The Dreamers by Karen Thompson Walker
Reading The Dreamers leading up to Christmas, I’ll admit that a book about people drifting into a seemingly peaceful and prolonged sleep had its appeal. This is, however, no fairytale but a contemporary novel revolving around a viral outbreak in a Californian town that sends the infected into an unwakeable sleep and into a world of dreams.
Karen Thompson Walker delivers a book that is rewarding on two levels. Firstly, as a compelling disaster novel (I was reminded of movies such as Outbreak and Contagion) and, secondly, as a deeper meditation on dreams, consciousness and time. Thomson Walker is an assured and vivid writer who effectively builds the tension right from the start. The choice of virus has great dramatic implications; sleep is something we normally associate with relaxation and rejuvenation but here it is given an undertone of menace. How can one tell if someone is sick or just sleeping? How do you protect a newborn if you succumb to the disease? How are thousands of sleeping people kept alive when they are outnumbering their carers? The author also deftly examines the complications and logistics of a medical disaster: the need for quarantine, the strain on resources, the inevitable hysteria and the unrelenting presence of the media. Most effective is the parallel of these extraordinary events with the everyday lives of characters trying to navigate relationships, desires and personal loss alongside this extreme situation.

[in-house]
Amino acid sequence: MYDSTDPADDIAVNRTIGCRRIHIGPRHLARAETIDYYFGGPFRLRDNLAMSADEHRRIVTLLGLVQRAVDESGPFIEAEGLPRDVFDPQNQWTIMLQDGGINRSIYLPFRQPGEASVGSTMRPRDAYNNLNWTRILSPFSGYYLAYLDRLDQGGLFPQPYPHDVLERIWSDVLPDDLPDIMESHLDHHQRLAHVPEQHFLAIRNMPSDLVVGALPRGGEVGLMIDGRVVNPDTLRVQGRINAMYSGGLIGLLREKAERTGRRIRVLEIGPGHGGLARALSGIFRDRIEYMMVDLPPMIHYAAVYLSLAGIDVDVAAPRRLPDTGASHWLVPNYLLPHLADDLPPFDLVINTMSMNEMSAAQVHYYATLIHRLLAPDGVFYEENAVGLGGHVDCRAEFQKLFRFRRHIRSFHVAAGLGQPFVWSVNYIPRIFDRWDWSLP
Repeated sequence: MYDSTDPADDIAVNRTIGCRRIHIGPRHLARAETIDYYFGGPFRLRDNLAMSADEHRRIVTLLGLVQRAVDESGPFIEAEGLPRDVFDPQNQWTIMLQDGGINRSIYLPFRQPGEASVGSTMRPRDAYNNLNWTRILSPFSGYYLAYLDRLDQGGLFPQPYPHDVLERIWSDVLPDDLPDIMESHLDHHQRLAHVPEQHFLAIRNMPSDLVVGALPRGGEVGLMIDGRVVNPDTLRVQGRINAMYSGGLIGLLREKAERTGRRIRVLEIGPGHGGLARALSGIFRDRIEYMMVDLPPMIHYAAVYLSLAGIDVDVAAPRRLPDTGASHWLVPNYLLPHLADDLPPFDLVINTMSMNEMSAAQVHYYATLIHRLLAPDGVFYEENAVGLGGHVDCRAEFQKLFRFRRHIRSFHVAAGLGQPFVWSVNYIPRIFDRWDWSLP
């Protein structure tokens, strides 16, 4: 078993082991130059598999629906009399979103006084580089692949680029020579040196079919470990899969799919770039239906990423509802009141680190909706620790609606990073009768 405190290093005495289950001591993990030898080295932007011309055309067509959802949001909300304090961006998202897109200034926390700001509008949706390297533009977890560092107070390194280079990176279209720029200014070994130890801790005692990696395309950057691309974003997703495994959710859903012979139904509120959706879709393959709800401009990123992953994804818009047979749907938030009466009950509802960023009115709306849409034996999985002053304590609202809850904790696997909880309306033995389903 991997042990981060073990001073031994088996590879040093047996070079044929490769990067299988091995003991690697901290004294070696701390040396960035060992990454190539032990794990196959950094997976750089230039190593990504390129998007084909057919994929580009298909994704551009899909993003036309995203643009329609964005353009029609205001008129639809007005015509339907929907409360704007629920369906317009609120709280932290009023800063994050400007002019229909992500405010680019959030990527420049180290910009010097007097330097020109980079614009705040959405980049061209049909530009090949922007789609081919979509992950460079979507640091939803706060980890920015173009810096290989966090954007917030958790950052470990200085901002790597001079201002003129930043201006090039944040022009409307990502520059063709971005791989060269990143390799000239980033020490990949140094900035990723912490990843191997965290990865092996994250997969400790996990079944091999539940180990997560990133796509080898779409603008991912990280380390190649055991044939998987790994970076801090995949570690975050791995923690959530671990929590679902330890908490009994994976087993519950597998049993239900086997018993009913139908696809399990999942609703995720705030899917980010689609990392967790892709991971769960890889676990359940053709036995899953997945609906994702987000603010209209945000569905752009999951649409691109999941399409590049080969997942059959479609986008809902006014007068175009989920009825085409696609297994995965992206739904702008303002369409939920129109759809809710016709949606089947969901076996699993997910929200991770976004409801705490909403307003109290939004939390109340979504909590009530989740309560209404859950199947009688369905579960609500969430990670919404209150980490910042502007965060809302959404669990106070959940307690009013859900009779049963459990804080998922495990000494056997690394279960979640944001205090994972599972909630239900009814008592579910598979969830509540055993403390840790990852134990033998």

As satisfying as the novel’s plot is, it is the thematic closing chapters that are the book’s strength. Dreaming and time are put in a historical and philosophical context, and the characters’ experiences take on a more universal and symbolic meaning as reality and dreams begin to blur. It provides richness and depth to a novel that lingers in the mind beyond the final page.